Chelsea players argue with Atletico Madrid during their scoreless draw in the Champions League semi-final first leg match at the Vicente Calderon Stadium in Madrid, Spain on Tuesday. Gerard Julien / AFP / April 22, 2014

In pictures: Chelsea lock horns with Atletico in scoreless Champions League draw

Chelsea held Atletico Madrid scoreless at home on Tuesday as the two will head to Stamford Bridge for a winner-take-all second leg.

 Walter Zenga wants his Al Jazira side to continue building on the recent positive results they have had in Asian Champions League, even though they have already qualified for the knockout stage. Karim Jaafar / AFP

Walter Zenga aims for Al Jazira to carry momentum in Asian Champions League

The Al Jazira coach Walter Zenga is set to field his strongest line-up as the UAE club seek to topple Saudi Arabia’s Al Shabab as leaders of Group A.

 Sourav Ganguly, left, and Sanjiv Goenka, vice-chairman of RPG Enterprises, pose with footballs during a press conference to announce their ownership of the Kolkata franchise in the upcoming Indian Super League on April 14, 2014. Dibyangshu Sarkar / AFP

Indian Super League high on ambition, short-seeming on the football

While a number of high-profile figures are throwing in with the Indian Super League hoping to make a splash in world football, many local voices are arguing the foundation for the tournament is shaky.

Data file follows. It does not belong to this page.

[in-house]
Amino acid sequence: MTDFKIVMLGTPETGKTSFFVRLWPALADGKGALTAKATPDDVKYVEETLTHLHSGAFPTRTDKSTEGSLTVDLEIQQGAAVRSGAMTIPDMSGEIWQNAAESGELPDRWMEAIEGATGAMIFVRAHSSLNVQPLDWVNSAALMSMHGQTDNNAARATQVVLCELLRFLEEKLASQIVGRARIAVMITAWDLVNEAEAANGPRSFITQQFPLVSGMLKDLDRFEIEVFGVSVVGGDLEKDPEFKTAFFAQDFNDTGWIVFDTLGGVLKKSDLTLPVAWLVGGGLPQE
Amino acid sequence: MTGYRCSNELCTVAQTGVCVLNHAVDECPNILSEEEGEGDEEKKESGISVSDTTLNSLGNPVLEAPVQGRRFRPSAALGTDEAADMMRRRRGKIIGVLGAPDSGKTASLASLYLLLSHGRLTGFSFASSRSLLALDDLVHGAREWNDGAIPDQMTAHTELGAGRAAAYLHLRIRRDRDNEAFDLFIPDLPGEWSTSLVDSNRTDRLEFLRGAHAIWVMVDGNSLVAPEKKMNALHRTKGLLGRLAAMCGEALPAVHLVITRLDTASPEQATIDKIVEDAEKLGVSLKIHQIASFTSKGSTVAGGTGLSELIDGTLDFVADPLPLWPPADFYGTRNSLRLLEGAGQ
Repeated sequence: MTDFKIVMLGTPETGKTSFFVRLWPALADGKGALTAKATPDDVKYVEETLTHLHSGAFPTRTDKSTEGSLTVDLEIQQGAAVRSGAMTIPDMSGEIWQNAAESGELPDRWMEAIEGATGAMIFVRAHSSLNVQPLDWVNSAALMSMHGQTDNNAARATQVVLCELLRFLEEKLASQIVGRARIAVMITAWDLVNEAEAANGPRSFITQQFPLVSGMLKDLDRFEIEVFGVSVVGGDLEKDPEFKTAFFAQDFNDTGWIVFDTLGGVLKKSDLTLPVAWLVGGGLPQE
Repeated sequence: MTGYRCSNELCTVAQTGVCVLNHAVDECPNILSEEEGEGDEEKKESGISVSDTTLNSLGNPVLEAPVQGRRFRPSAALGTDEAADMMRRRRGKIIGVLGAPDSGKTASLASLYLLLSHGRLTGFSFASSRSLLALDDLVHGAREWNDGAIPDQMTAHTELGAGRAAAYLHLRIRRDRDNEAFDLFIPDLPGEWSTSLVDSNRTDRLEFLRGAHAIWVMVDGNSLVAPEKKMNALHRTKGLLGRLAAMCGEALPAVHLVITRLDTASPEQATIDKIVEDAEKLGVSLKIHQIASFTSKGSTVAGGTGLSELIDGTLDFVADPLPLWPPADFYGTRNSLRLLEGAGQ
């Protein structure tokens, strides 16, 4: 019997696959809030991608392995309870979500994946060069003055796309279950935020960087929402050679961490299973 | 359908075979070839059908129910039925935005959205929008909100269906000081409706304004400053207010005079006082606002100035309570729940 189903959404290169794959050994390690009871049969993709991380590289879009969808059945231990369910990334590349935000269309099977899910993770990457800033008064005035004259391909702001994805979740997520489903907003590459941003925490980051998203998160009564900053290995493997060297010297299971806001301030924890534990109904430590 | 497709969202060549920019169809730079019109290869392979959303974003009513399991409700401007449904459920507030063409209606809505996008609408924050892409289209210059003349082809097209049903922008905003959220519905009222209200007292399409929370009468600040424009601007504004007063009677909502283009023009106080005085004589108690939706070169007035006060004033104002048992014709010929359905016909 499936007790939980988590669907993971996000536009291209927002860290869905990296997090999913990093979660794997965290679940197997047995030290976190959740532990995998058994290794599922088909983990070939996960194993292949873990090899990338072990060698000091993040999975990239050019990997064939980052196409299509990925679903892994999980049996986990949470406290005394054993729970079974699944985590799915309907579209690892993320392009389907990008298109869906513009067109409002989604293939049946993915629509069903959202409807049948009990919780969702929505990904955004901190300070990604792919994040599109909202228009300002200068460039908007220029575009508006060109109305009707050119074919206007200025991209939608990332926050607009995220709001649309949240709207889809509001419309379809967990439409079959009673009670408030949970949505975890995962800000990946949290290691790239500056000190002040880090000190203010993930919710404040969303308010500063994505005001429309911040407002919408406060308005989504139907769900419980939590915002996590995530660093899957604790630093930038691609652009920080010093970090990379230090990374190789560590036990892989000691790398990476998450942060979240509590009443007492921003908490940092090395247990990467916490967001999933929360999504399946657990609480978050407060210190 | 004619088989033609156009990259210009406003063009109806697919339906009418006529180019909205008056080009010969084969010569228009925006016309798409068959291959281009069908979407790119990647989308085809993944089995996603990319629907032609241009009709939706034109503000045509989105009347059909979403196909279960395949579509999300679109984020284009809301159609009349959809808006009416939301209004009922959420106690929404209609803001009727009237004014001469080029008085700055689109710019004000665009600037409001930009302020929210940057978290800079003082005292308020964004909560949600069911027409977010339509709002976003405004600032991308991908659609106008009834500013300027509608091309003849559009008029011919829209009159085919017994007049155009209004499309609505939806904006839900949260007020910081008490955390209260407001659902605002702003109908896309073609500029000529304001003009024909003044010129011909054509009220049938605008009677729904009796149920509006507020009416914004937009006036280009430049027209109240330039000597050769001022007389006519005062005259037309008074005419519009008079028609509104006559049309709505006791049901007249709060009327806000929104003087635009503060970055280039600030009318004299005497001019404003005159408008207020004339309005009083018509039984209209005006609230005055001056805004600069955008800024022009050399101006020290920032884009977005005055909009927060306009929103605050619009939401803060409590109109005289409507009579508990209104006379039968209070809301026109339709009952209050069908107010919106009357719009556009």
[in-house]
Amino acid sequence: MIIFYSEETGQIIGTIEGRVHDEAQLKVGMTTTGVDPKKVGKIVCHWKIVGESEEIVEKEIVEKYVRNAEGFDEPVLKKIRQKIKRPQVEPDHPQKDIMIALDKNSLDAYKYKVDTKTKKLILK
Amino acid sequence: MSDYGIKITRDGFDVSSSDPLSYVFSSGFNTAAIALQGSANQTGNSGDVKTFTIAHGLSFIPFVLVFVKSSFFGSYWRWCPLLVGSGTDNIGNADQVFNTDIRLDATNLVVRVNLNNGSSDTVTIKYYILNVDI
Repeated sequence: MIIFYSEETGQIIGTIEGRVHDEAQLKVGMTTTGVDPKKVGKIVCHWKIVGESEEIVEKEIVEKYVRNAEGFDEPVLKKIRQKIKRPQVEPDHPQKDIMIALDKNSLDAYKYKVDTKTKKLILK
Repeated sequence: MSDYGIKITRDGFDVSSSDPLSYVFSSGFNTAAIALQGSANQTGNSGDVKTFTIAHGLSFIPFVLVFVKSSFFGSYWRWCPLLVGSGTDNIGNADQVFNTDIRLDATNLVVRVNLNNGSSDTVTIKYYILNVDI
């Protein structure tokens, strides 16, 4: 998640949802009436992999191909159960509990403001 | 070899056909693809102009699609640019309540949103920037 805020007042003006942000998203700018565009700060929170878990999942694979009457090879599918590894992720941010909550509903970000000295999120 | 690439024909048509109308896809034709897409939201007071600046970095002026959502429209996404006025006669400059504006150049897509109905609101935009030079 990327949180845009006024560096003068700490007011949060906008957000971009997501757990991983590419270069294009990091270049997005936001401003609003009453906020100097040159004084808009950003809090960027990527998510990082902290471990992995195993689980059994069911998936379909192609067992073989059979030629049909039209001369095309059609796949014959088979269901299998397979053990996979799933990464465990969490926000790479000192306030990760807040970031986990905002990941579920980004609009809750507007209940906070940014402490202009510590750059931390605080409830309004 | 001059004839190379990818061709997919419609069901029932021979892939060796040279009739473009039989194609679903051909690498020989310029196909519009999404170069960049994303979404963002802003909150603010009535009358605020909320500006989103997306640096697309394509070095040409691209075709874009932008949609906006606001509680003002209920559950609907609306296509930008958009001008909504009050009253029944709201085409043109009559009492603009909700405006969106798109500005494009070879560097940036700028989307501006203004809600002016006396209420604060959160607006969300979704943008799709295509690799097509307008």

Real Madrid’s Cristiano Ronaldo, left, and Gareth Bale share a laugh during training on Tuesday. Both players will be fit for Wednesday night’s Uefa Champions League semi-final, first leg against Bayern Munich at the Bernabeu. Chema Moya / EPA

Rested Real Madrid side hope to catch Bayern Munich on a slide

Cristiano Ronaldo and Gareth Bale will be fit for Real Madrid in Uefa Champions League semi-final, first leg match while the holders are trying to recover from a Bundesliga slump.

 Toni Kroos of Bayern Munich will lead his team against Real Madrid in a Uefa Champions League semi-final, first leg match on Wednesday night. Alexander Hassenstein / Getty Images

Toni Kroos is a wanted man at Bayern Munich

Kroos’s talks with Bayern over renewing a contract have stalled while Manchester United, and Wednesday night’s opponents, Real Madrid, are among those keen to offer him an alternative place of work, writes Ian Hawkey.


To add your event to The National listings, click here

Get the most from The National